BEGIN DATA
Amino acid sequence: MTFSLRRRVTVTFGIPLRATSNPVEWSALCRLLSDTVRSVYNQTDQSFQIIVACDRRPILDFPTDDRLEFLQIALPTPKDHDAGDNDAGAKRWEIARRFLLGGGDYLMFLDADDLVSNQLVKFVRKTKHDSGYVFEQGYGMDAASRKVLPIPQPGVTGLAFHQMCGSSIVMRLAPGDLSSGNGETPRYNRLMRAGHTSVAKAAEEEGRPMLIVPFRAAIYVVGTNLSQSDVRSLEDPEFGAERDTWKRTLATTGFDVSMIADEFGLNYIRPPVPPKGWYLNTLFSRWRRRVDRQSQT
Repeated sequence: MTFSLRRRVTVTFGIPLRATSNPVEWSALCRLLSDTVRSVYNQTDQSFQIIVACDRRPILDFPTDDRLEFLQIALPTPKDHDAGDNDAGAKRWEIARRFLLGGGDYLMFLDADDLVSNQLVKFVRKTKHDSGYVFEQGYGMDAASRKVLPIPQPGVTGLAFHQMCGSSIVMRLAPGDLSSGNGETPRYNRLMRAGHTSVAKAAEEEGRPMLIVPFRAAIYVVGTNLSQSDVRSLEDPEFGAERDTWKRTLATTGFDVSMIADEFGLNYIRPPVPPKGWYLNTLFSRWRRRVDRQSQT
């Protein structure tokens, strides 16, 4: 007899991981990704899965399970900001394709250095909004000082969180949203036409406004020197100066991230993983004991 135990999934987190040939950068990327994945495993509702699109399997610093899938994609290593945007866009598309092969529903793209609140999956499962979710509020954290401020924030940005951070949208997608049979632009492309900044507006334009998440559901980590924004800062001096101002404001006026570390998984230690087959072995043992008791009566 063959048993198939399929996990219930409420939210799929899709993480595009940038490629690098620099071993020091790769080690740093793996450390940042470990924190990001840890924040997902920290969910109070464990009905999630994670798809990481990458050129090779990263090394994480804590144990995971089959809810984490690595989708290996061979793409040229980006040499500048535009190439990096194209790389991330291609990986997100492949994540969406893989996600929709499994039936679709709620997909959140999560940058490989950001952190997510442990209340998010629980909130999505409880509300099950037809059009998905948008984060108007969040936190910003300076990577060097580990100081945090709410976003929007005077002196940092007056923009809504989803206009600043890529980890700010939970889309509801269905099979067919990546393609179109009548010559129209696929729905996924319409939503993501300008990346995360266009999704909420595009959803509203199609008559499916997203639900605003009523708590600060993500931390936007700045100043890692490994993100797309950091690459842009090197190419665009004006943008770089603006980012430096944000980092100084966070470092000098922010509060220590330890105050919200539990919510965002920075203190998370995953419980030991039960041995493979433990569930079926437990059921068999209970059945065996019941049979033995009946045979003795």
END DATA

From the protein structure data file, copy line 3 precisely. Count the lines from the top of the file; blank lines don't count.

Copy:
């Protein structure tokens, strides 16, 4: 007899991981990704899965399970900001394709250095909004000082969180949203036409406004020197100066991230993983004991 135990999934987190040939950068990327994945495993509702699109399997610093899938994609290593945007866009598309092969529903793209609140999956499962979710509020954290401020924030940005951070949208997608049979632009492309900044507006334009998440559901980590924004800062001096101002404001006026570390998984230690087959072995043992008791009566 063959048993198939399929996990219930409420939210799929899709993480595009940038490629690098620099071993020091790769080690740093793996450390940042470990924190990001840890924040997902920290969910109070464990009905999630994670798809990481990458050129090779990263090394994480804590144990995971089959809810984490690595989708290996061979793409040229980006040499500048535009190439990096194209790389991330291609990986997100492949994540969406893989996600929709499994039936679709709620997909959140999560940058490989950001952190997510442990209340998010629980909130999505409880509300099950037809059009998905948008984060108007969040936190910003300076990577060097580990100081945090709410976003929007005077002196940092007056923009809504989803206009600043890529980890700010939970889309509801269905099979067919990546393609179109009548010559129209696929729905996924319409939503993501300008990346995360266009999704909420595009959803509203199609008559499916997203639900605003009523708590600060993500931390936007700045100043890692490994993100797309950091690459842009090197190419665009004006943008770089603006980012430096944000980092100084966070470092000098922010509060220590330890105050919200539990919510965002920075203190998370995953419980030991039960041995493979433990569930079926437990059921068999209970059945065996019941049979033995009946045979003795």